Impairment of neuroplasticity and altered levels of neuro-trophins are involved in Bipolar Disorder. NGF has been found to be decreased overall in Bipolar Disorder patients. This decreased NGF may serve as a biological marker when assessing the present state of a Bipolar Disorder patient.When Bipolar Disorder patients were treated with lithium, their NGF concentrations increased in the frontal cortex, limbic forebrain, hippocampus, and amygdala. (http://www.ncbi.nlm.nih.gov/pubmed/20923384 )
IN IMMUNE SYSTEM
NGF has also been suggested to play a role in other physiological systems and tissues such as the immune system. ( http://www.ncbi.nlm.nih.gov/pubmed/15349043: http://www.ncbi.nlm.nih.gov/pubmed/15349043 )
Cells of the immune-hematopoietic system produce and utilize NGF . Since the early description of the effects of NGF on mast cells, the role played by the neurotrophin in the regulation of immune functions and immune cells' behavior has been greatly characterized. NGF receptors are expressed in immune organs and on immune cell populations allowing NGF to modulate cell differentiation and regulate the immune response. NGF affects the survival and/or differentiation and/or phenotypic features of hematopoietic stem cells , granulocytes, lymphocytes and monocytes. NGF concentrations in the tissues change during inflammation and inflammatory mediators induce NGF synthesis in a variety of cell types . Enhanced production of NGF has been reported in inflamed tissues of patients with inflammatory and autoimmune diseases, but the reasons why NGF concentration is enhanced and how this can affect inflammatory responses are far from being fully understood.
In animal experiments, NGF induces degranulation of peritoneal mast cells and shape change of thrombocyte. Mast cells and NGF appear to be involved in neuroimmune interactions and tissue inflammation, with NGF acting as a general ‘alert’ molecule capable of recruiting and priming tissue defence processes following insult as well as systemic defensive mechanisms. Moreover, mast cells themselves produce NGF, suggesting that alterations in normal mast cell behaviours can provoke maladaptive neuroimmune tissue responses whose consequences could have profound implications in inflammatory disease states. ( http://www.sciencedirect.com/science/article/pii/S0166223696100588 )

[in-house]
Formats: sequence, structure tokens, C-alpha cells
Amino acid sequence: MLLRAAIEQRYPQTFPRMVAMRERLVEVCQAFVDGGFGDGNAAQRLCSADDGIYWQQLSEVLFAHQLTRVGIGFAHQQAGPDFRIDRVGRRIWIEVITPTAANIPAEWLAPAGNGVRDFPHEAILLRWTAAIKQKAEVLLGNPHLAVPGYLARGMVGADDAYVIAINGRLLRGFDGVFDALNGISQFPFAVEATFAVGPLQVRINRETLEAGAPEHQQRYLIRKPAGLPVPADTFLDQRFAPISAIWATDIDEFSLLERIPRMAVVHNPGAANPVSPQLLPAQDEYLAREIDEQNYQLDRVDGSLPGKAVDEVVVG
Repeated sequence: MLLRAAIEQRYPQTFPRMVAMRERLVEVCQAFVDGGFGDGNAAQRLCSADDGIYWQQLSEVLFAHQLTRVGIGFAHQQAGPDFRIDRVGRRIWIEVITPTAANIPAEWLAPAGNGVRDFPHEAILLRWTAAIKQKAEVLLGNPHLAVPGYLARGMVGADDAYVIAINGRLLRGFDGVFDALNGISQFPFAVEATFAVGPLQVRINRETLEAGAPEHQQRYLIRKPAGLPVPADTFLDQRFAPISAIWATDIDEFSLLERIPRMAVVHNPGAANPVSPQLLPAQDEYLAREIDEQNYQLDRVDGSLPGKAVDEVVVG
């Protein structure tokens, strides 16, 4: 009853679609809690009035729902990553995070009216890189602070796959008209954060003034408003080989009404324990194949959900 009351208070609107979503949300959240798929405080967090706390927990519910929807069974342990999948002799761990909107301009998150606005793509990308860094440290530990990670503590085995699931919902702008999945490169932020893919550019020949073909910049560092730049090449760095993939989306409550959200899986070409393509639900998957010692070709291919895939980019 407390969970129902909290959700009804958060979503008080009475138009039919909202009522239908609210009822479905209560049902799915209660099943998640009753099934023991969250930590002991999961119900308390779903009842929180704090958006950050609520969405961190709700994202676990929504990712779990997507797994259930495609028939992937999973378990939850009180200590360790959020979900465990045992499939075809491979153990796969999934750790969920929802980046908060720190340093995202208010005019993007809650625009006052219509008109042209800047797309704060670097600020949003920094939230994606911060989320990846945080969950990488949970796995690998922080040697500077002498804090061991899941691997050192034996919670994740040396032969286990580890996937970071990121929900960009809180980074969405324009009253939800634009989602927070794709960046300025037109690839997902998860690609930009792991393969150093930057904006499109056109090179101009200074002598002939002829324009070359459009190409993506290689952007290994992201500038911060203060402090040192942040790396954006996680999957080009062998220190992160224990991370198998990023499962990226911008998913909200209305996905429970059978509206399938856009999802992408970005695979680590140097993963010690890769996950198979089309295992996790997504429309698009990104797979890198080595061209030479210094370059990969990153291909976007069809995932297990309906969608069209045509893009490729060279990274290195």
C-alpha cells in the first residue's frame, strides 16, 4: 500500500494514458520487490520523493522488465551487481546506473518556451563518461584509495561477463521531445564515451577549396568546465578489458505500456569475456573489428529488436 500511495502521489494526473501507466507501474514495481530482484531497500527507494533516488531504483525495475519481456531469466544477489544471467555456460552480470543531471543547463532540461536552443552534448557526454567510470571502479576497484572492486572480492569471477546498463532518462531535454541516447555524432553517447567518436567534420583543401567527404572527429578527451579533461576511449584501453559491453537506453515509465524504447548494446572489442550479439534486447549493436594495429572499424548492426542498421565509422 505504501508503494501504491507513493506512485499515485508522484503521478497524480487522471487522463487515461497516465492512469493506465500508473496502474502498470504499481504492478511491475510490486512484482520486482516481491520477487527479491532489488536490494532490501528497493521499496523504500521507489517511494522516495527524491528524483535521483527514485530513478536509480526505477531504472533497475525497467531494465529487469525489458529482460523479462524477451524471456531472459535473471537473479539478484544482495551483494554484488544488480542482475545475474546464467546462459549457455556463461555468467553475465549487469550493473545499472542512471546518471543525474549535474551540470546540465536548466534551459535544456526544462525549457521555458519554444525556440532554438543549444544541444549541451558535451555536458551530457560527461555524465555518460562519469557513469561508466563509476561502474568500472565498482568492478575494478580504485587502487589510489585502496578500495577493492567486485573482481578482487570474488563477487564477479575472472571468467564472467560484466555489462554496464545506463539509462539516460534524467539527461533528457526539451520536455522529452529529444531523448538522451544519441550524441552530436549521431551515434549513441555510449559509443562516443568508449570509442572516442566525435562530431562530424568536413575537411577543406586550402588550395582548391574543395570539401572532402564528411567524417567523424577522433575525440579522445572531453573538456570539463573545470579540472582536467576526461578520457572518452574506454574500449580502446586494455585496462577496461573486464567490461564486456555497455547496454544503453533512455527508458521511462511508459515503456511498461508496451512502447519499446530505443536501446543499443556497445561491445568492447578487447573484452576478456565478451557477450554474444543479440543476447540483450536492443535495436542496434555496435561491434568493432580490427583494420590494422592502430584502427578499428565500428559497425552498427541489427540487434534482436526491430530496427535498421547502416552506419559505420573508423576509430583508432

A large body of evidence supports the notion that NGF’s primary function in adults is to mediate the inflammatory and immune response after tissue injury, especially to initiate and maintain hypersensitivity, a hallmark symptom of inflammation. This hypersensitivity manifests as increased sensitivity to a noxious stimulus (hyperalgesia) and/or the perception of a non-noxious stimuli as noxious (allodynia). One mechanism to account for this hypersensitivity is a reduced threshold for firing and an increase in the excitability of small diameter sensory neurons that communicate noxious information to the central nervous system. This phenomenon, termed peripheral sensitization, increases the firing of small diameter sensory neurons and results in an increase in transmitter release from peripheral and central terminals of these neurons (Figure 1⇓). The increased release of the peptide transmitters, substance P (SP) and calcitonin-gene related peptide (CGRP) from peripheral endings of sensory neurons contributes to neurogenic inflammation. ( I searched http://www.ncbi.nlm.nih.gov/pubmed/7704300 )
The ability of NGF to augment nociceptive responses has received much attention and has raised the idea that attenuating the actions of this neurotrophin might prove to be a novel therapy for the treatment of chronic pain. ( www.ncbi.nlm.nih.gov/pubmed/23157347 )
Release of NGF produces sensitization of the peripheral terminals of sensory neurons. Upon localized tissue trauma, mast cells, macrophages, keratinocytes, and T cells all release NGF, which can then interact with its receptors, TrkA and p75, on the nerve endings. Bindings to the NTR activates intracellular signaling cascades that can modulate the activity of different ion channels in the nerve ending or could enhance the release of the neuropeptides, substance P (SP) and/or calcitonin gene-related peptide (CGRP). Under normal conditions, a noxious stimuli might elicit a single action potential whereas after treatment with NGF or as a consequence of inflammation, the nerve now give rise to multiple action potentials. Upon binding the neurotrophin, the TrkA-NGF complex may be retrogradely transported back to the cell body where it can modify the expression of multiple genes, ion channels. It is possible that p75 lacking NGF can be transported back to the cell body where it also serves to alter gene expression. ( http://www.ncbi.nlm.nih.gov/pubmed/10393882 ) ( http://triggered.edina.clockss.org/ServeContent?rft_id=info:doi/10.1124/mi.7.1.6 )